Fitzjohn - History


The FitzJohn company was formed in 1919 to build truck and bus bodies. The former were mostly for Ford chassis, while the latter were for REOs. Originally sold under the Fitz-Er marque, the buses were soon badged as FitzJohn. FitzJohn's best selling point was the low price relative to its quality, which led to enough success that a new plant was purchased in 1924, five times larger than the original. Sales continued to increase, doubling from 1924 to 1925, and in the late 1920s FitzJohn was delivering almost 300 bodies a year. At that time FitzJohn models had a simple letter designation, although some had rather basic names, too. However, since so many options (such as rooftop luggage racks or polished aluminum bright-work) were offered, many of the variations were also given Indian names by the company's sales & marketing department.

From 1 January 1929, FitzJohn began selling directly to consumers, rather than exclusively through chassis manufacturers and dealers. This change, however, did not prevent a 40% decline in sales due to the Depression, and on 8 June 1931, the company went into receivership. Its founder (H.A. FitzJohn) was forced out, and went into partnership with Paul O. Dittmar to produce the 12- to 15-passenger Dittmar-FitzJohn Autocoach (similar to the model D, but with a lowered aisle along the right side). H.A. FitzJohn later became the first manager of the General American Aerocoach Company.

In 1934 FitzJohn introduced its 11-passenger stretchout model 100. It was based on the Chevrolet Master Sedan which was split in the middle, had an extra body section inserted and a baggage rack added to the roof. The 100 was an immediate success, primarily as an economical "mini-coach" for feeder routes, although some were used for airport transfers or sightseeing services. During World War II, when many other bus manufacturers suspended production in favour of war materiel, the War Production Board directed FitzJohn to build a 15-passenger version of the 100. Otherwise-surplus Chevrolet, Pontiac and Packard sedans had extra rows of back-to-back seats installed, but because of wartime restrictions, white ash framing and Masonite panels were used instead of metal. Sixty-two enclosed auto haulers were also converted to passenger-carrying trailers in 1943.

Starting about 1940, under the direction of James J. St.Croix FitzJohn began to switch from building bodies for other manufacturers' chassis to their own integral models. The last bus body delivered was a model 625 in March 1940 for a White 1012 demonstrator chassis. In 1950 diesel power began to be offered as an option. At the same time the current models were redesigned with rear engines. Even though the Cityliner offered unparalleled maintenance access to the engine (the rear corner panels swung out, as well as the back panels lifted up), FitzJohn could not compete against the larger manufacturers (such as GM and Twin Coach) and decided to leave the transit market in 1954.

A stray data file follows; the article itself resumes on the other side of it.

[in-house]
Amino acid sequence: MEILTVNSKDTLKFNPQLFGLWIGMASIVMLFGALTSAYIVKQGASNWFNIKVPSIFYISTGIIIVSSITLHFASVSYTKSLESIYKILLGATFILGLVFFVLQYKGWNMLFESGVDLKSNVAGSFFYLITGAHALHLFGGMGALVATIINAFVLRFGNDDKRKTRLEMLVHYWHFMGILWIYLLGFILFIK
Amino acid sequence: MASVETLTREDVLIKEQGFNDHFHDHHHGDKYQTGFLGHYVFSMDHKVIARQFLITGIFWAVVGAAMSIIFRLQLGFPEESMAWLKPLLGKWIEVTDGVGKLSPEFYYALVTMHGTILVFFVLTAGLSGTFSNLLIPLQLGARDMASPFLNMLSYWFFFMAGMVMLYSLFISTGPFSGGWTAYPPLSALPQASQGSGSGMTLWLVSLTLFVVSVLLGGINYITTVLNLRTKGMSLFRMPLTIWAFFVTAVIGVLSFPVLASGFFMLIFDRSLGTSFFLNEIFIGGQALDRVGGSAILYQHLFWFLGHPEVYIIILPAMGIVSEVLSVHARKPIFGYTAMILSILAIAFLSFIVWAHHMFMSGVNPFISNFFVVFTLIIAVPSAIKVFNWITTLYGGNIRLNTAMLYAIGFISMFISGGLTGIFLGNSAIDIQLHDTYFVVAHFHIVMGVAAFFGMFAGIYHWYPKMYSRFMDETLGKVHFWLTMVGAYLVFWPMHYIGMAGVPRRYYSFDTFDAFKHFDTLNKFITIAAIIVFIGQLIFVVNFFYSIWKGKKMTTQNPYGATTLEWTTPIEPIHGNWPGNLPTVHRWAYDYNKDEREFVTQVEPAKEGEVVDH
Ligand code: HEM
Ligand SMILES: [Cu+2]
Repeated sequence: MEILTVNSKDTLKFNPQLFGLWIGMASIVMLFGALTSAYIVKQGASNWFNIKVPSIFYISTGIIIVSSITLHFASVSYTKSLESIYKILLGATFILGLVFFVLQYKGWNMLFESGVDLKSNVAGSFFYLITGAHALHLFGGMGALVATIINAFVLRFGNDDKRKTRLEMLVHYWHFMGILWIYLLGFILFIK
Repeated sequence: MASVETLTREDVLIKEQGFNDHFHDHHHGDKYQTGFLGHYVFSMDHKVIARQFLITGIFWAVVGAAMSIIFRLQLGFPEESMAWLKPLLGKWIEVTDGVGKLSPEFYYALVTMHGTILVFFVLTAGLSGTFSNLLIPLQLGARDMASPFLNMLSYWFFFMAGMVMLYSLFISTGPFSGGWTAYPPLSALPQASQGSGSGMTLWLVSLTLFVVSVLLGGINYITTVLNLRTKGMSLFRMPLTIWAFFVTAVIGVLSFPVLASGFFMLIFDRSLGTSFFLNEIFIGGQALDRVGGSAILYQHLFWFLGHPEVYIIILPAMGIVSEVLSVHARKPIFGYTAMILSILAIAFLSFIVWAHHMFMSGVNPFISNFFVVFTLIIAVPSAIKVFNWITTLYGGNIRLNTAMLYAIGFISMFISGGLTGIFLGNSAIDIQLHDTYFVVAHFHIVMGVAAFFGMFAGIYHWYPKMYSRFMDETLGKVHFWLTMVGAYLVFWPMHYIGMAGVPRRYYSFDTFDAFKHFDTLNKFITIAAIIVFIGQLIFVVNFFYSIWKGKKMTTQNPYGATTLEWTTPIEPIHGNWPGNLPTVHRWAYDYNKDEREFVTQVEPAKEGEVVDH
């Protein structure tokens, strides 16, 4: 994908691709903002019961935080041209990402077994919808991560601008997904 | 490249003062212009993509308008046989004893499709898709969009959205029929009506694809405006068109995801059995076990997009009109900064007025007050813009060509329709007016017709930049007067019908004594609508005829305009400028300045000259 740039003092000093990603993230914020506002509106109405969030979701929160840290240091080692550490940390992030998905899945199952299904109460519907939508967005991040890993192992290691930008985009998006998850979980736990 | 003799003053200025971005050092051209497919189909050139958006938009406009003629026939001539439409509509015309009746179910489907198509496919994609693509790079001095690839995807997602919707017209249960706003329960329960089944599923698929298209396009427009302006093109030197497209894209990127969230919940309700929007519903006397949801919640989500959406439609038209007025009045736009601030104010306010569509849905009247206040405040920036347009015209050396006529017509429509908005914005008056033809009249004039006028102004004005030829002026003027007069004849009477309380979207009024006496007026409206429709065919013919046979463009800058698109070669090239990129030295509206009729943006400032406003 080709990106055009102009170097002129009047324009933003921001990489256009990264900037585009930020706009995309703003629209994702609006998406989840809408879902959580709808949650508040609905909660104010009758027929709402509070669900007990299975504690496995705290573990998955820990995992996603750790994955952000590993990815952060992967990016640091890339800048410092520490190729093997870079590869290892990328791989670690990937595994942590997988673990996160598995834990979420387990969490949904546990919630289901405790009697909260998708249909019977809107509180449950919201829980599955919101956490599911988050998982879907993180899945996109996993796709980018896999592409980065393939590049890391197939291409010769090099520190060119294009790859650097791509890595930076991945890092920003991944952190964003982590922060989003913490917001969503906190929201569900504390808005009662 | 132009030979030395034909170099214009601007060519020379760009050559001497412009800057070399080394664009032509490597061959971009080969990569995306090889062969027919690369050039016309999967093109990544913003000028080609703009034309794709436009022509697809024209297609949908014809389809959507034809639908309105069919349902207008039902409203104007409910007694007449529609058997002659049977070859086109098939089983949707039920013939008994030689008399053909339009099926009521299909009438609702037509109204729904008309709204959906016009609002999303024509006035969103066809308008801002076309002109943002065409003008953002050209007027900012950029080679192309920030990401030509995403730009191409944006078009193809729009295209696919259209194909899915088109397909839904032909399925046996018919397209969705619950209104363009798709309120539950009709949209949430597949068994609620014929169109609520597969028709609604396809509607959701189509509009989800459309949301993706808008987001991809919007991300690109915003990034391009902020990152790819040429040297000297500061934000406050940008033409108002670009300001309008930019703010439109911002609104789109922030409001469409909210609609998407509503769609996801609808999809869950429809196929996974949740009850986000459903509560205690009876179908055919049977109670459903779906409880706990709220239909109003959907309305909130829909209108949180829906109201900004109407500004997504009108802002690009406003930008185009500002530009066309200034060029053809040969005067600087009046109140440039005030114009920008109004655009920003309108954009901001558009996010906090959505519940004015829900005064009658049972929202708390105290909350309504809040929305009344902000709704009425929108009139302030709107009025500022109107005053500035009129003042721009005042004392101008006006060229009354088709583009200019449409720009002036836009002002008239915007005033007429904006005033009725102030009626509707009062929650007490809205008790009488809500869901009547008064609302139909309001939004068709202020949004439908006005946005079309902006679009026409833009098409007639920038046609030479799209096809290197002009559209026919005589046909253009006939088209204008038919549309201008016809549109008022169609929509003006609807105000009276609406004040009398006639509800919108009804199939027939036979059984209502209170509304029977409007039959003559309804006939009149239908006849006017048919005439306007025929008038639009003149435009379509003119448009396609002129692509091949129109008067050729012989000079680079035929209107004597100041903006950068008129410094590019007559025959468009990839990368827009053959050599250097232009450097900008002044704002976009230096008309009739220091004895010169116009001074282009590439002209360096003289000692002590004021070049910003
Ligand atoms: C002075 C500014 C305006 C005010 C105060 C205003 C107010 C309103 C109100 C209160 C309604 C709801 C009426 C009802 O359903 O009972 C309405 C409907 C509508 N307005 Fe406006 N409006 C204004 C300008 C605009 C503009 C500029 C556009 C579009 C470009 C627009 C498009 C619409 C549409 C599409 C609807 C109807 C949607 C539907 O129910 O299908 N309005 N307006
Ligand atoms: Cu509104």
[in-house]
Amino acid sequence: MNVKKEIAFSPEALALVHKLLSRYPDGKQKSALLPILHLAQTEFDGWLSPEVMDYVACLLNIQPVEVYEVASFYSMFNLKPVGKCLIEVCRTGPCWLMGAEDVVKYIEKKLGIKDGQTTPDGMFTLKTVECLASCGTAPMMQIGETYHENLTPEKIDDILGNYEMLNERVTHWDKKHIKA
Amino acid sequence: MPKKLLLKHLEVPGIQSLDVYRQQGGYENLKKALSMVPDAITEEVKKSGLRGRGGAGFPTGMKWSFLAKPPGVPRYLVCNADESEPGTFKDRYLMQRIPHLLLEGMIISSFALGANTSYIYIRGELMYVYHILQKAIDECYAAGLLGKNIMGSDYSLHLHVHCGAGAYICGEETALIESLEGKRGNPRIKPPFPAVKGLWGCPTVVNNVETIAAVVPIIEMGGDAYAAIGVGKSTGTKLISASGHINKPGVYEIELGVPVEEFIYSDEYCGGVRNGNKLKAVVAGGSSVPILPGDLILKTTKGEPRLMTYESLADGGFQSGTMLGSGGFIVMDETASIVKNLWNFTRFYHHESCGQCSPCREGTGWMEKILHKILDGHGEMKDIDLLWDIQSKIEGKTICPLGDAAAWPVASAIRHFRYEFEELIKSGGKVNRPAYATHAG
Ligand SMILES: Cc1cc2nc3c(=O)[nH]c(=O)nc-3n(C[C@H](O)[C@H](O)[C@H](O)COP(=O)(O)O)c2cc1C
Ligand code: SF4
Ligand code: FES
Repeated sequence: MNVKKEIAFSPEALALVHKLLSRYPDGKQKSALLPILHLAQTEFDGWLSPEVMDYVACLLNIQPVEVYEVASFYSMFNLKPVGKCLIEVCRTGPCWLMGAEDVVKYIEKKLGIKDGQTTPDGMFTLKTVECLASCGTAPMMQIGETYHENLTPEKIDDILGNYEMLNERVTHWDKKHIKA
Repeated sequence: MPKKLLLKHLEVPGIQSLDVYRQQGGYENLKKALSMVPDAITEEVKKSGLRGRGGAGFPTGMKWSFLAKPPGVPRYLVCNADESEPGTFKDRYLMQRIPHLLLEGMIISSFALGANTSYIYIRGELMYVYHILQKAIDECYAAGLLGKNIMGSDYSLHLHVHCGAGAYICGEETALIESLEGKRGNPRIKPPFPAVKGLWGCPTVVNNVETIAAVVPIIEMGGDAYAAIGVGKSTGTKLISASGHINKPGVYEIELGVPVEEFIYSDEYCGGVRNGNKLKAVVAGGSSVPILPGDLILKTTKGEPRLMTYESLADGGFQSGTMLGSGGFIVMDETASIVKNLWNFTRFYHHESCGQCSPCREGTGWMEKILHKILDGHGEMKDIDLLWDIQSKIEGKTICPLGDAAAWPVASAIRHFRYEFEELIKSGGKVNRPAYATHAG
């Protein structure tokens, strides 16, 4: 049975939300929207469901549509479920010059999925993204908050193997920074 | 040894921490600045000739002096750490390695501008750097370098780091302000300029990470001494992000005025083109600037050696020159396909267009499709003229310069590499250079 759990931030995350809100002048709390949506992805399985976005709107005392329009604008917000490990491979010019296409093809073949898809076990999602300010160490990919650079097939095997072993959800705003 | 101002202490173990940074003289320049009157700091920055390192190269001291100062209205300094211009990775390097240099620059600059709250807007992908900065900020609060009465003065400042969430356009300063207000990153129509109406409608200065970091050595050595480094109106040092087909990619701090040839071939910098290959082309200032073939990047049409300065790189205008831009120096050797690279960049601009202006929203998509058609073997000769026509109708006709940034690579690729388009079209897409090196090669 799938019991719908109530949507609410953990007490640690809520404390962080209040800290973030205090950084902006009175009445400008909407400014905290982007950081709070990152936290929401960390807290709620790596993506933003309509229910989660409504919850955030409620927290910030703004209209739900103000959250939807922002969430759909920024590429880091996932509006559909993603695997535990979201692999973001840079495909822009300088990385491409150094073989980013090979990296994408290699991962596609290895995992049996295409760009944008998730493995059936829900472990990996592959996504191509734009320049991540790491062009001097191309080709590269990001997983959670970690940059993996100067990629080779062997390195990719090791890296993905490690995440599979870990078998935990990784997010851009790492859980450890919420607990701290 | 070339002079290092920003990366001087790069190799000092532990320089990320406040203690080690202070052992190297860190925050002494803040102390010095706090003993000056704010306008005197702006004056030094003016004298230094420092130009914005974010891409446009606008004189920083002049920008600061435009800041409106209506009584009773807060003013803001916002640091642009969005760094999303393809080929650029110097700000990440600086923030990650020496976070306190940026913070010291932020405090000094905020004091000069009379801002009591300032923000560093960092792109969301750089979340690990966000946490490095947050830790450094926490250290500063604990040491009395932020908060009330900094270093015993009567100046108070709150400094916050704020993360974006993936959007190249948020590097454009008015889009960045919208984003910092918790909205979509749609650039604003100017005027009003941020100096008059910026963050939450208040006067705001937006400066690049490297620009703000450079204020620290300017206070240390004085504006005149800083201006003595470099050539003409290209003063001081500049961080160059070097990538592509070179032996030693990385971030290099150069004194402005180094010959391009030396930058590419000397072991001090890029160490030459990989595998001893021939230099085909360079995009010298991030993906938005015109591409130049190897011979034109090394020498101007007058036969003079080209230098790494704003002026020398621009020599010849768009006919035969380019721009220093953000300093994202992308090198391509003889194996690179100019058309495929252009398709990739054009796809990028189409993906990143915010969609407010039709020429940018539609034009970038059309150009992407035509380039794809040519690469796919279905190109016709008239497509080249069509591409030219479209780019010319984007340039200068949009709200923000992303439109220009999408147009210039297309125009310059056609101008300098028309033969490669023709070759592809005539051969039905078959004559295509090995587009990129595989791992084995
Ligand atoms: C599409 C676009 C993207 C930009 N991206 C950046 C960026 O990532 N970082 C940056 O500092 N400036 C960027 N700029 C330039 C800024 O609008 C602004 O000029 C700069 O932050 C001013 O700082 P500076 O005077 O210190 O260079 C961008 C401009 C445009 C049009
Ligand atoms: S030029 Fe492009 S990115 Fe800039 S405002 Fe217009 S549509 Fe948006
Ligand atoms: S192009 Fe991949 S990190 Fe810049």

FitzJohn's last offering was the Roadrunner. Officially designated the FID (FitzJohn Interurban Diesel with a 150 hp Cummins JBS-600) or FIG (with a Gasoline Waukesha 176 hp 140-GK), the Roadrunner was offered as a 37-passenger coach with a 237-inch (6.0 m) wheelbase, or a shortened 33-seat version on a 201-inch (5.1 m) wheelbase. Only 14 FIGs were built, and all but a handful of the Roadrunners were 37-seaters. The last FitzJohns built for an American customer were five Roadrunner Sightseer variants (with roof windows) for Florida Greyhound Lines. The 85,000-square-foot (7,900 m2) Muskegon factory closed in May 1958, after the last order of 54 FIDs was delivered to Mexico.

Sales records exist for the 31 years 1927 through 1958. During that time FitzJohn constructed 2,621 buses and coaches, 1,460 bodies, 776 stretchouts, and 62 trailer conversions. It is estimated that over 400 bus bodies—plus a small number of truck bodies—were built in the years 1921–1927, for a total of over 5,300 units.

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